I really like No Children. After all, I'm only human, and that song slaps. But as I dug deeper in The Mountain Goats' discography, I found song after song about trying to love and be loved while being terribly damaged, of the successes and failures that come with trying to outlive trauma, of choosing to celebrate how much it sucks to be alive. Over the next few months, as I listened to Up the Wolves (from The Sunset Tree), Autoclave (from Heretic Pride), Never Quite Free (from All Eternals Deck) and Heel Turn 2 (from Beat the Champ), I was able to reach the kind of stability that comes from being fundamentally seen. I didn't get better, per se, but I was able to admit, as Darnielle says in Heel Turn 2, "I don't wanna die in here."


There are some relationships that are intimate and violent in equal measure, in ways that defy normal means of categorization. Most of the relationships in The Mountain Goats songs are like this, though the type of relationship, and the power dynamics within it, shifts depending on the album and the referenced subject. "I hope you die, I hope we both die" from No Children comes to mind immediately, but there's also "I got sugar in the fuel lines, both of us do" from Fault Lines, "I am coming home to you, with my own blood in my mouth" from Sax Rohmer # 1, and the subtle, but no less sad "but when you see him, you'll know" of Never Quite Free.


It can be depressing to admit to the lucky people who have not gone through grad school that I relate (deeply!) to the sometimes disturbing relationships depicted by The Mountain Goats. But as a grad student, I was in a sort of purgatory where I was both "not a real person" (because I did not yet have a PhD and was not worthy of respect) and an overworked researcher (because the department and the university needed me to work) in equal measure. My work and my value were intertwined, and either did or did not exist depending on how much someone else liked it. It is no surprise that, for many grad students, our relationships with the embodiments of authority in our lives are complicated, and largely bad. It felt like they were broken, but so was I. After all, a system built on hierarchy and legacy has little room for kindness in it. But I could grit my teeth, pop on Cry for Judas to hear Darnielle sing "I'm still here/but all is lost" in a peppy tone, and somehow keep going.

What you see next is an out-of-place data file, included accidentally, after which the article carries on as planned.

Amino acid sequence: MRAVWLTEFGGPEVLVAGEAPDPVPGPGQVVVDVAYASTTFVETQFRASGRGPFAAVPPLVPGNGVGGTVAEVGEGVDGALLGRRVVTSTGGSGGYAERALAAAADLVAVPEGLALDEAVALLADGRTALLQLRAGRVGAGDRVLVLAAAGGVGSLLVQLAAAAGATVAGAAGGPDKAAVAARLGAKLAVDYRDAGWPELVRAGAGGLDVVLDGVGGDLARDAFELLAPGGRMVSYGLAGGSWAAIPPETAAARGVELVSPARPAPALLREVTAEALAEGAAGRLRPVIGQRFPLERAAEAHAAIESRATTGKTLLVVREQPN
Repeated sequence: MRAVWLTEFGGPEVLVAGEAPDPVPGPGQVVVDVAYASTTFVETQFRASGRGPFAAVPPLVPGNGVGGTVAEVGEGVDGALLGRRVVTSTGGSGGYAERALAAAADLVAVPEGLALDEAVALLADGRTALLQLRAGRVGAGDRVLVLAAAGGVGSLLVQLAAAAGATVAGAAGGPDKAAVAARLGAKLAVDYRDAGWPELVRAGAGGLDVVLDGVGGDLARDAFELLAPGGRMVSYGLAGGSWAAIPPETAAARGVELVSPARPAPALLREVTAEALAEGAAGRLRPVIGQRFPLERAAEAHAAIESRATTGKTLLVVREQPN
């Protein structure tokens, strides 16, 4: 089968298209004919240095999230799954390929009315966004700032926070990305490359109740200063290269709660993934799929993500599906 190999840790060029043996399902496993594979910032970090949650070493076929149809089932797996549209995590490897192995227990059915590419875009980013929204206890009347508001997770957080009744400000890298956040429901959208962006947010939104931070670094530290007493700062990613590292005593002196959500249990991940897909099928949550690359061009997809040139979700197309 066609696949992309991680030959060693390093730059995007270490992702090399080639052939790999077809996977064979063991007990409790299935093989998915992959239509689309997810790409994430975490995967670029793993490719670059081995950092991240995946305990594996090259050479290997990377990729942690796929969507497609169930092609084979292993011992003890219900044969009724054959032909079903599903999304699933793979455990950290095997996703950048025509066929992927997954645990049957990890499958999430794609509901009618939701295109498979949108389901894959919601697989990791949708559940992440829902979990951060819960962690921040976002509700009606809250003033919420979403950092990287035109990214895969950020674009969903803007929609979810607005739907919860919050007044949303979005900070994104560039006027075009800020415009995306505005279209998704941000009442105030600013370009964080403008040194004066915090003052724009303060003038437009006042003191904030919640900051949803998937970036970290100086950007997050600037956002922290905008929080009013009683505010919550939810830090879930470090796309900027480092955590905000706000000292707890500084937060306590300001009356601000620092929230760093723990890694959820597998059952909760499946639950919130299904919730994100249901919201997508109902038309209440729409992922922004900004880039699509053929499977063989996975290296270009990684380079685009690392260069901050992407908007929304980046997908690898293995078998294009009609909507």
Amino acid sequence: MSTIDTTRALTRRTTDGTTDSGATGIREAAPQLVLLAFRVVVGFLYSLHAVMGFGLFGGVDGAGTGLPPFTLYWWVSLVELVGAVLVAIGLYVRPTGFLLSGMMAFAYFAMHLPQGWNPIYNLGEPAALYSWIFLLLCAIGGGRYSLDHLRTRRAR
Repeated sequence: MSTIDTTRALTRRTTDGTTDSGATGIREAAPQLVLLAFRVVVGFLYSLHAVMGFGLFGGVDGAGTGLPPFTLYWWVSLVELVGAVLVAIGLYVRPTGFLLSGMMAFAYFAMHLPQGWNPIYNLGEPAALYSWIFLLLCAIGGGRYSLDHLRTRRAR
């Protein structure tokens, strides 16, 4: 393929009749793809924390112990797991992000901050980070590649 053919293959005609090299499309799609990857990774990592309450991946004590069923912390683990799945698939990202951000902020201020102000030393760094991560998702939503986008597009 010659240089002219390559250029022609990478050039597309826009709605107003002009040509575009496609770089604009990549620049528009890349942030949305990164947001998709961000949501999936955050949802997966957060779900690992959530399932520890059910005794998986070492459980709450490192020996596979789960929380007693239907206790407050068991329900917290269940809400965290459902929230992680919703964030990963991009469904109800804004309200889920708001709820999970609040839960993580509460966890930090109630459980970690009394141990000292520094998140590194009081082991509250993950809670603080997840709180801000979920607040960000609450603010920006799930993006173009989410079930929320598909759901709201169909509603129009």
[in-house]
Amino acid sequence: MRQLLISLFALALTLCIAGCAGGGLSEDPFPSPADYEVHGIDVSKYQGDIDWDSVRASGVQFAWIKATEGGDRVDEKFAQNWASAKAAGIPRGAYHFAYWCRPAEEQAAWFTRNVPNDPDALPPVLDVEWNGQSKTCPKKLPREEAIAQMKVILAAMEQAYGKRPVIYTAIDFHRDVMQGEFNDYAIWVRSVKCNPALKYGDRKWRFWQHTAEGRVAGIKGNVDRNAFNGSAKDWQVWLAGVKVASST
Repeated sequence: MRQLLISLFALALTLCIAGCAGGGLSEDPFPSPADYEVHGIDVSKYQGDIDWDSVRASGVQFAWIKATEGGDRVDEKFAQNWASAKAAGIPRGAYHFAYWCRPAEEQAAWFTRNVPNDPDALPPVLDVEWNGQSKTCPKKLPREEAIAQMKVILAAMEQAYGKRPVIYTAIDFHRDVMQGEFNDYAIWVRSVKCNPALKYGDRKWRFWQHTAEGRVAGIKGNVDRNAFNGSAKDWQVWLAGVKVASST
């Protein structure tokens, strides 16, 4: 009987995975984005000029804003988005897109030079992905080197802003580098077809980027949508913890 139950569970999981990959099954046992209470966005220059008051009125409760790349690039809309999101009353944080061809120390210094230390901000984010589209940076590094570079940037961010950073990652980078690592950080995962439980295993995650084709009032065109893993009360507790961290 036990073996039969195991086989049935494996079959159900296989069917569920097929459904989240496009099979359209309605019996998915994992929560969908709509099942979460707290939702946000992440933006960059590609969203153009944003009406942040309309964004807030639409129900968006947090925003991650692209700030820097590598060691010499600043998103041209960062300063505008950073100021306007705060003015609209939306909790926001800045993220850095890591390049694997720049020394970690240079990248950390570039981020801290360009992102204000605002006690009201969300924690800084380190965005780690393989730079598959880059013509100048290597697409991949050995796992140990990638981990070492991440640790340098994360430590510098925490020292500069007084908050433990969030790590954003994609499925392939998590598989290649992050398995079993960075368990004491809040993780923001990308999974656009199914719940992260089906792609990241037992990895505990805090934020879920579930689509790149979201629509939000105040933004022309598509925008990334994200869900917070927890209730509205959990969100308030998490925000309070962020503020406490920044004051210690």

Now that I'm out the other side, The Mountain Goats no longer hits me like a brick to the feelings. I can appreciate Darnielle's music in a more normal way, where I go "cool biblical reference," or "nice chord progression," instead of "this resonates with my desire to self destruct in a way that somehow fixes me." But I am still so, so thankful that I found The Mountain Goats when I needed it the most. It helped me build a gritty, but solid hope for the future. Like in Never Quite Free (probably one of The Mountain Goats' most misunderstood songs), even when I'm better, as I am now, I'm still haunted by what I've lived through. But I am okay with that. And sometimes, I'm even happy.



We can all agree: they should invent a way out that is not through. But since they haven't yet, at least we have bands like The Mountain Goats to tell us that the ugliness is something that can be lived through. So thank you, Mr. Goats. And I'm sorry for calling you Mr. Goats as a bit to my friends and family, because now my mom thinks that your name is last name Goats, first name Mountain and does not take you as seriously as I do. I'm so grateful for your music, which keeps me moving along when few other things will.


Top 5 Recs for The Mountain Goats Newbies:

  1. No Children (Tallahassee, it's a classic...)

  2. This Year (The Sunset Tree, their happiest song ever in my opinion)

  3. Cry For Judas (Transcendental Youth)

  4. Up the Wolves (The Sunset Tree)

  5. Damn These Vampires (All Eternals Deck)


My Personal Top 5 Recs:

  1. Never Quite Free (All Eternals Deck)

  2. Autoclave (Heretic Pride)

  3. Heretic Pride (Heretic Pride)

  4. Old College Try (Tallahassee)

  5. Up the Wolves (The Sunset Tree)